Cath: So is the issue some parents not “knowing” their child?
Kate: Or is it a society, peer pressure type of thing? Parents thinking this is what they ‘should’ be doing?
Cath: Or is it just getting harder for parents to let go?
Christie: I think its about parents not knowing what is an acceptable level of responsibility at any given age, and about often being busy so its easier to do things themselves than taking the extra time to let the child do it.
Kate: As parents we are bombarded by experts telling us that we should be doing x and our child should be doing y and so many scary statistics. I think we forget that we know our child better than any expert or statistic.
Christie: That is true.
Cath: I always said to parents at the start of each school year, “You are the expert on your child…” I think more parents need to hear that.
Kate: Do you think they believe that? Truly?
Christie: No, I think they look to the teacher as being the expert.
Kate: Or books or a TV show. Don’t get me wrong, totally nothing wrong with asking for advice and getting information, in fact the more the better I think.
Christie: I agree, the more information, the more likely you are to see that there isn’t one way but in fact, many ways to parent.
What about over parenting when it comes to ‘risk’?
Cath: This is an area I’ve probably had more to do with as a mum than as a teacher.
Kate: Socially, I think children need more support (not stepping in and doing for them but help to find the right way to do for themselves) than we often give, but in terms of allowing children to take risks, I think we often over step the mark there.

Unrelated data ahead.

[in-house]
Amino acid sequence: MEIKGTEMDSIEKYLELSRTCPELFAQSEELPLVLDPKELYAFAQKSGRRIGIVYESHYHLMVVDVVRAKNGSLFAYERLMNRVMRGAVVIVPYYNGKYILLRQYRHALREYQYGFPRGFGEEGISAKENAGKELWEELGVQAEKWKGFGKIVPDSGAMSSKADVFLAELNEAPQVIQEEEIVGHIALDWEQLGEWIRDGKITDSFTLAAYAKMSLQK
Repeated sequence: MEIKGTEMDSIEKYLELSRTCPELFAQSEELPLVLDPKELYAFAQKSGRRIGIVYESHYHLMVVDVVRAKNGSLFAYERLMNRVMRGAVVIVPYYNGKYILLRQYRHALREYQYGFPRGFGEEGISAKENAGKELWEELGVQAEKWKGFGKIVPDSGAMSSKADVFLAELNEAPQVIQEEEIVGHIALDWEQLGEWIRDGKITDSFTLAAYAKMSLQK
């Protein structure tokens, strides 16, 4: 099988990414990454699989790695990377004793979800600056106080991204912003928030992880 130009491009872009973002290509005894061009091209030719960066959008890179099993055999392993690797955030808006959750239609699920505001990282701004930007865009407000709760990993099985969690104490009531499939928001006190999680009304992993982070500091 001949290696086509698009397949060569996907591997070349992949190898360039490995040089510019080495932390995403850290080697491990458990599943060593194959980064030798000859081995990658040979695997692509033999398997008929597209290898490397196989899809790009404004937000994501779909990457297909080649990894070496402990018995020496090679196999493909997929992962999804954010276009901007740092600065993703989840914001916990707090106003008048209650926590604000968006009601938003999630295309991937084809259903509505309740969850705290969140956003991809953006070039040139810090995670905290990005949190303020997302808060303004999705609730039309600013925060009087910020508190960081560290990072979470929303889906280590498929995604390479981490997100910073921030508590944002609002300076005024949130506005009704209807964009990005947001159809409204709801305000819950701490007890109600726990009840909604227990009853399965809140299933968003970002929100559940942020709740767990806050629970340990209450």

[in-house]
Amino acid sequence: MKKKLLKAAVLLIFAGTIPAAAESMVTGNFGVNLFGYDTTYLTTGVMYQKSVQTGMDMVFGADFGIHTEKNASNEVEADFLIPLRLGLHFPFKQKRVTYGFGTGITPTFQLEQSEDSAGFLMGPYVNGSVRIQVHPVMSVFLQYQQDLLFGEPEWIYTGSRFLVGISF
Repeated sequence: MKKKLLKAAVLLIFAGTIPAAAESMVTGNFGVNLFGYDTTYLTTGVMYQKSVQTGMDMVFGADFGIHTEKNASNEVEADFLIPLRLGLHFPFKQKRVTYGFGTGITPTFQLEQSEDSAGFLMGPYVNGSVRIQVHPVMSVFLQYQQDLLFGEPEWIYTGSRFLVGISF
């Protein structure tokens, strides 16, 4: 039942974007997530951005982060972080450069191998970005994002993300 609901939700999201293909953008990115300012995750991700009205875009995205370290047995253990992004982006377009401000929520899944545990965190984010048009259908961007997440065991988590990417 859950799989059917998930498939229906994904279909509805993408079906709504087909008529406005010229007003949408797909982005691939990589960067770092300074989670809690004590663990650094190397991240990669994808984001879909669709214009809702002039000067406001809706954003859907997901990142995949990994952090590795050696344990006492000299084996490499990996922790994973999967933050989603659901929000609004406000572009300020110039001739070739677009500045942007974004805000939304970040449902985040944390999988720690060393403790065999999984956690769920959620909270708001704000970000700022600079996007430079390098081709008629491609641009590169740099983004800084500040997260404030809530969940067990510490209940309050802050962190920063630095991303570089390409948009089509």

Cath: Most first time mums (me included) helicopter a little more than we ever thought we would!
Kate: As an early childhood teacher you are forced to look at risk constantly. Child care centres are regulated so that no child is ever unsupervised and so that as much risk as possible is eliminated, it probably has to be that way in a children’s service setting.
Christie: I do too, Cath, and I cannot understand how we are so adverse to letting our children do what we did as children? I walked to school, I climbed (and fell out of) trees, I rode my bike in the street.
Cath: I have relaxed more with my second child but I find it hard to find a balance between my teacher training (eagle eyes on playground duty) and my desire to let my kids learn by exploring, falling, and getting up again.
Kate: I am a worrier so I am prone to over thinking the risks but I try really hard to realise that and step back from it. I often say, ‘What’s the worst that can happen?’
Cath: Yes, I have to make that conscious decision too, Kate.
Kate: I think it’s natural that parents are fearful for their children… if your biggest fear as a parent wasn’t the loss of your child you’d wouldn’t be a good parent …but not letting that get the better of you is important.
Cath: That is an excellent point, Kate. And I think that’s why mums are more often guilty of over parenting than dads.
Christie: It is important to realise that children cannot learn to recognise risky and unsafe situations without some experience of ‘danger.’
Cath: That’s true Christie. Until you fall off a low branch, you won’t know that falling off a high one will really hurt!
Christie: And ‘danger signs’ of butterflies in the stomach and a beating heart are important for children to learn as they apply to so many situations.
Kate: Yes that is so true…. I’ve recently been talking with my fearful girl about how fear is not all bad, that it is telling us something important.
Kate: For me, I try to deal with my fears by either talking it through with myself – what’s the worst that could happen and how would I handle it, or by allowing risks within limits.
Cath: I think I deal with it by establishing some boundaries before giving my child freedom.